Friday, 4 October 2013

Blurred Lines?

by Clemency Flitter 

blurred lines, robert thicke, rape culture
Blurred Lines has been heavily criticised for condoning rape
It is said that in the West we live in an equal and progressive society; but how can that be the case when almost half of men (between the ages of 18-25) believe it is okay to continue to pursue sexual relations with a woman even if she has changed her mind and is no longer giving consent? Perhaps even more worryingly a further 1 in 4 men said that they would have sex with someone they knew was unwilling. These statistics will not be helped by songs such as 'Blurred Lines', heavily criticised for trying to blur the line between consent and rape. This song, which contains the lyrics such as “And that's why I'm gon' take a good girl. I know you want it”, has even been banned from 5 UK universities but this has not stopped it spending weeks as a No 1 hit. How can we call ourselves a progressive and modern society when rape culture is still so pervasive, a big issue, but one people still refuse to address?
Songs like 'Blurred Lines' enforce the idea that consent is subjective. Even worse, they add to a culture of victim-blaming that has become so commonplace even in “equal” countries such as America and the UK. In August this year a 54-year-old teacher from Montana was convicted of raping a 14-year-old girl. He was given a mere 30 days in prison for an act that ultimately led to the teen taking her own life. At the trial the judge ruled that the pupil was “older than her chronological age” and “in control” of the situation. And rapists in America are still given rights: in 31 states a rapist can sue for custody and visitation rights for any child conceived from that rape. This is just a couple of examples of blaming the victim and giving rights to those who should have forfeited them.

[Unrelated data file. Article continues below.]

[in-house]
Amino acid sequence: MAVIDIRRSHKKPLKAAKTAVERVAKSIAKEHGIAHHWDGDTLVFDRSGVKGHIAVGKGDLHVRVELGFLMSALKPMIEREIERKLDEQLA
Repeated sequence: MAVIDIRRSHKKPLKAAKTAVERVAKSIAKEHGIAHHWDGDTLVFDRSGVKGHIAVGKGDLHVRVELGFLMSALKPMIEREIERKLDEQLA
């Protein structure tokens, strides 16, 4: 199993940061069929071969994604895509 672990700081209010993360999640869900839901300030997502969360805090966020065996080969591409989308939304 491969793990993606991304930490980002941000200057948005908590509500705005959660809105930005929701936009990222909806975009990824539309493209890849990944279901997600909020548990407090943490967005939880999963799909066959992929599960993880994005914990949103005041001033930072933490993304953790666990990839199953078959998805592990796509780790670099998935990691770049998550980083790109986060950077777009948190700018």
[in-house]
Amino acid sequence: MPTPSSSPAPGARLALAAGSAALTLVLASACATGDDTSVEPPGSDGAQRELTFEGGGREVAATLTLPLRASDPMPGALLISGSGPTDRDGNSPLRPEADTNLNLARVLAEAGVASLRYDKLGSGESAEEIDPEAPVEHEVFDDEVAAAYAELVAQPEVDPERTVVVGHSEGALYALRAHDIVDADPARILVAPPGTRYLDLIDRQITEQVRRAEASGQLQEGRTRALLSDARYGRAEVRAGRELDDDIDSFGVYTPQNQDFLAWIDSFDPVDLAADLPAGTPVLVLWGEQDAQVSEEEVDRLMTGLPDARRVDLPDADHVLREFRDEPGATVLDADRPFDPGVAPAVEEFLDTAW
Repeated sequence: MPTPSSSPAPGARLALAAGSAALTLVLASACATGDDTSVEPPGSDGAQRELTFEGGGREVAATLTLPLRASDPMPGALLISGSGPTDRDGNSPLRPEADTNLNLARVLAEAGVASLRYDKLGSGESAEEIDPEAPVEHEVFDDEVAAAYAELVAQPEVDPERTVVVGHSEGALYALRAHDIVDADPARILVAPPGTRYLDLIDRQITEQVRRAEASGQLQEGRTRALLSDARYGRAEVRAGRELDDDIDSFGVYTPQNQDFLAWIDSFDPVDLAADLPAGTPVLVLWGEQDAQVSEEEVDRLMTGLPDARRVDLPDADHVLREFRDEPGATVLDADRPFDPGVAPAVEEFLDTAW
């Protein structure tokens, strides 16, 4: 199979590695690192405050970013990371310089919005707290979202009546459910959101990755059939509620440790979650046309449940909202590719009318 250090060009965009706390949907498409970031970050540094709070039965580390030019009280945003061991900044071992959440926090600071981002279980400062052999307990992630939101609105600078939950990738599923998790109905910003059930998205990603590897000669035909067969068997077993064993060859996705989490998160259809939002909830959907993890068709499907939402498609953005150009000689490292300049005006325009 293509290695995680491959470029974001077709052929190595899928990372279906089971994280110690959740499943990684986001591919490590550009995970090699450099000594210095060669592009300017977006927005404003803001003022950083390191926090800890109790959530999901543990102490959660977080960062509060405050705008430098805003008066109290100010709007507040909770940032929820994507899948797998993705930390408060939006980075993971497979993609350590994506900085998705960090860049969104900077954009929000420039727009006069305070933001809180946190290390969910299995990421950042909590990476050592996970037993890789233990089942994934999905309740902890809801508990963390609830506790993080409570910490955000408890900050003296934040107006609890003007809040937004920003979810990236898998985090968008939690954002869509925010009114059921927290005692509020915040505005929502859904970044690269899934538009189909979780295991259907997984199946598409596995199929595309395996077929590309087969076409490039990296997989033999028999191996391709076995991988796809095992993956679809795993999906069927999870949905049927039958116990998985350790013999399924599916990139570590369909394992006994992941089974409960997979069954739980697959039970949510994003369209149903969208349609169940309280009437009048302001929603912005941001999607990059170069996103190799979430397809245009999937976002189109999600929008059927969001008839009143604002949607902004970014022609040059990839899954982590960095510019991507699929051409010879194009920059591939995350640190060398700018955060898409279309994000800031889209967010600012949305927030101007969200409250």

rape culture
Women are often blamed for their rape because of what they were wearing
Today women are criticised for wearing revealing clothes or being out late; women are constantly told that if they go out at that time or wear that outfit that it is their fault if they get raped. How can we call ourselves a modern society when we treat women as responsible for the actions of rapists? These ideas put across a message that is harmful to both men and women. For women, it says that they must restrict their life to fit around the actions of a few despicable people. For men it degrades their very sex by putting across the idea that men are incapable of walking past an attractive woman without being compelled to harass her. As well as this, people are often grossly misinformed about the number of falsely claimed rapes. A survey found out that Americans believe that 50% of reported rapes were false claims; in reality the number is between 2 and 8%.
Although in recent years there have been efforts to improve the conviction rate, still less than 1 in 100 reports of rapes leads to a conviction. For some of these cases the reasons for this will be lack of evidence, or legitimate doubts. But for many more the reason will be that there is simply no will to prosecute. Rape victims are treated notoriously badly by the police and law enforcement services. Often their claims are not taken seriously and there have been numerous cases of rape allegations being dropped because it was deemed the victim did not fight her attacker hard enough. All this leads to even fewer rape cases being reported, only adding to the idea that rape is a crime that is easy to get away with.

With rape still such a major issue in the criminal justice systems of western societies, it is shocking that songs such as 'Blurred Lines', that glamorise rape, are allowed to be played on radios and television shows. The ideas that this song puts across just confirms misinformed ideas that many have about consensual sex and rape. It’s about time that people took a stand and make sure that those so-called blurred lines become more defined.


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